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I will agree with the above advice - they are valid observations, but as @Marina_Gorbunova says, do not expect a species ID. Many of these smaller insects are not well studied, and may need dissection to go to species level (if they are even that minutely documented). I don’t know if macro- photography would help. A standard camera, with macro extensions may help. Or, you could collect them, or some, and photograph them later. Night is a tricky time to take photos, daytime less so. Wing veins and details like antennae and leg shapes are important for some groups.
It may also be interesting to include some type of record (daily journal?) as to numbers of the insects to track populations over time. Not necessary, but could be fun (says the insect guy).

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No, but I propped my elbows on a horizontal surface and held my breath. :laughing:
I keep debating making a cheap (like $5?) tripod will be my next spurge.

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Carson makes a variety of hand-held field microscopes that have phone clips on them, effectively turning your phone into a microscope (there are other manufacturers that make these too):

There is also a wide array of digital pocket microscopes, some connecting to the phone via a cable, others via bluetooth or wifi.

Note that I’m not recommending any specific models as there re a lot of them out there at varying price points (some really cheap and others very expensive). The links are just to give an idea of what’s out there.

I’ve also had good results simply putting a hand lens over the camera lens and using it a bit like a clip-on.

The issue I’ve been having recently with all the clip-on and hand lens options is that they work well for a camera with a single lens, but not so well for cameras with more than one lens (which is increasingly the norm) as the camera gets confused and keeps switching between lenses. One way around this is to install an app that lets you lock the camera into using a specific lens, but that’s kind of annoying.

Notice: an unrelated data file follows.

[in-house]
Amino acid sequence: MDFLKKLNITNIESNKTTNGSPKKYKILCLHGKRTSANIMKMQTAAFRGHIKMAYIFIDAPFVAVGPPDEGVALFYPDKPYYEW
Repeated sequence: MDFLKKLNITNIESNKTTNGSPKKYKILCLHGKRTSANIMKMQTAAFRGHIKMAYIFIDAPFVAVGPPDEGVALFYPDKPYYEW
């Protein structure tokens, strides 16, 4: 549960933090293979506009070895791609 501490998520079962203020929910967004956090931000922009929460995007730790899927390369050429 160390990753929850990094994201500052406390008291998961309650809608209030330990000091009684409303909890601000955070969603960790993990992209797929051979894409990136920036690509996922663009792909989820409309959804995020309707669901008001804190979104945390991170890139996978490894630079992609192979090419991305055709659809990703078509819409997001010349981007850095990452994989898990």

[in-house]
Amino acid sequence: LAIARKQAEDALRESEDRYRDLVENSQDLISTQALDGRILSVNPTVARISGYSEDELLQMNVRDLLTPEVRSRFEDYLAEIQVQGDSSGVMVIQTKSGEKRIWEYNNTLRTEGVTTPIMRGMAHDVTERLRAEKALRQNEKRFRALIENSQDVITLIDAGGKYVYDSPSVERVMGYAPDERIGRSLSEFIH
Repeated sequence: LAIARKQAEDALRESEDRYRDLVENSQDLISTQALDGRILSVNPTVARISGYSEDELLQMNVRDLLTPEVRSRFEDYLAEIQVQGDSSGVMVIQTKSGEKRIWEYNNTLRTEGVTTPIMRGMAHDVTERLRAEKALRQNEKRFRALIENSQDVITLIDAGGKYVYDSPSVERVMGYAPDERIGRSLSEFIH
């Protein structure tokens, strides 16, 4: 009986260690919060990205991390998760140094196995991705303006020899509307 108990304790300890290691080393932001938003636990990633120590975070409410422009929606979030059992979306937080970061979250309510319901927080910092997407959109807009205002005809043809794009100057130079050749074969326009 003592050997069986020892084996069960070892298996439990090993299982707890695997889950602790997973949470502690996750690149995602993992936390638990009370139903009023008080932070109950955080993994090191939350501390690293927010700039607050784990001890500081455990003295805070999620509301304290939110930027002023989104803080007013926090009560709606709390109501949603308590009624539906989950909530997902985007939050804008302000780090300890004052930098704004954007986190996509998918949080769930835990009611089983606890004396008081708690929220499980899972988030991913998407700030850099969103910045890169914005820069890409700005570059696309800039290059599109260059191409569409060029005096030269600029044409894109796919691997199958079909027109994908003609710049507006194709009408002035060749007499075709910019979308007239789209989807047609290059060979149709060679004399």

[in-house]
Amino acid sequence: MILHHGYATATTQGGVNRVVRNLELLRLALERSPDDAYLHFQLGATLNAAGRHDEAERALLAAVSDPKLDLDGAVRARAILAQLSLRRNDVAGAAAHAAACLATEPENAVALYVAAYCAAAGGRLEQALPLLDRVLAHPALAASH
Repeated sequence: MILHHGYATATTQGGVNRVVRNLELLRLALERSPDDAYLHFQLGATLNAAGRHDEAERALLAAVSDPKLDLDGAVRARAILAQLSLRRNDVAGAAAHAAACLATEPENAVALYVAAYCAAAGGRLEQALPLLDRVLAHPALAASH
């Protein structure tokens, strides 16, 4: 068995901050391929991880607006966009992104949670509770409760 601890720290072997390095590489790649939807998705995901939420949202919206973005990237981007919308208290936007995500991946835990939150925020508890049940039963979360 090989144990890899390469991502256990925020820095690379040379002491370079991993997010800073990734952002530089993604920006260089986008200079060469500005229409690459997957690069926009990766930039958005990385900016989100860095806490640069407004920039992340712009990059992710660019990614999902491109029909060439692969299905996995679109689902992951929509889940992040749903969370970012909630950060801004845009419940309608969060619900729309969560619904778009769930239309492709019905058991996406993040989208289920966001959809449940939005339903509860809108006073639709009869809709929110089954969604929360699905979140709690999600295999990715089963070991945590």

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If you are any kind of a do-it-yourselfer, you can make yourself a scope for your phone from an old laser pointer lens. It is not perfect but I was using it today to get some close-ups of Rhododendron anthers for a casual observation that was connected to a bee observation.


https://www.inaturalist.org/observations/118294157
I was mentioning it before in this post: https://forum.inaturalist.org/t/life-hacks-for-naturalists/4636/131

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Very thorough!
This green material, is it playdough? It’s sufficiently adhesive and non-reflecting, right?

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Yes, the journal idea would be good, with its own post category. I wonder if it would be interesting to also include an overhead photo of the bug zapper tray (10x20cm) with my own non-scientific labels of the zapped.

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Yes, playdough. I borrowed some of the mixed colour scraps from the grand-friend’s playroom - in amongst the lego and dinosaurs.

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Update on the floor-based bugzapper: very small ants have started showing up and stealing the millimeter-sized kill.

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One idea, I use a 7x or 14x hand lens (the Bausch and Lomb Hastings triplet about $40) and just rubber band it over the lens, comes up with some pretty cool pictures for modest investment.